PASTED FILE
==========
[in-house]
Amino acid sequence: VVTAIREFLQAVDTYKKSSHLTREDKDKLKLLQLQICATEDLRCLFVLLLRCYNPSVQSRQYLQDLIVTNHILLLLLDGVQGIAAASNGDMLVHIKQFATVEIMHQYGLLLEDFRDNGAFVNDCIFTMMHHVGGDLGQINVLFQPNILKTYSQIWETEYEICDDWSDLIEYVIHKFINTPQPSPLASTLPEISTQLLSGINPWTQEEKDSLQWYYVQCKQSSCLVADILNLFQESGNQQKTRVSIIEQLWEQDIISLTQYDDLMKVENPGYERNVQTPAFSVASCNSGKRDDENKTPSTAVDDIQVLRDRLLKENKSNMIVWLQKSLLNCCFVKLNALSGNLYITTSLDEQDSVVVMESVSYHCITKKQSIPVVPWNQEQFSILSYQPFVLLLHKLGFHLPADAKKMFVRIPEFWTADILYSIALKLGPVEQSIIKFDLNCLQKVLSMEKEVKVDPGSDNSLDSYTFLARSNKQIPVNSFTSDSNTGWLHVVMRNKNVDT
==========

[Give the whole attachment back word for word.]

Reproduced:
[in-house]
Amino acid sequence: VVTAIREFLQAVDTYKKSSHLTREDKDKLKLLQLQICATEDLRCLFVLLLRCYNPSVQSRQYLQDLIVTNHILLLLLDGVQGIAAASNGDMLVHIKQFATVEIMHQYGLLLEDFRDNGAFVNDCIFTMMHHVGGDLGQINVLFQPNILKTYSQIWETEYEICDDWSDLIEYVIHKFINTPQPSPLASTLPEISTQLLSGINPWTQEEKDSLQWYYVQCKQSSCLVADILNLFQESGNQQKTRVSIIEQLWEQDIISLTQYDDLMKVENPGYERNVQTPAFSVASCNSGKRDDENKTPSTAVDDIQVLRDRLLKENKSNMIVWLQKSLLNCCFVKLNALSGNLYITTSLDEQDSVVVMESVSYHCITKKQSIPVVPWNQEQFSILSYQPFVLLLHKLGFHLPADAKKMFVRIPEFWTADILYSIALKLGPVEQSIIKFDLNCLQKVLSMEKEVKVDPGSDNSLDSYTFLARSNKQIPVNSFTSDSNTGWLHVVMRNKNVDT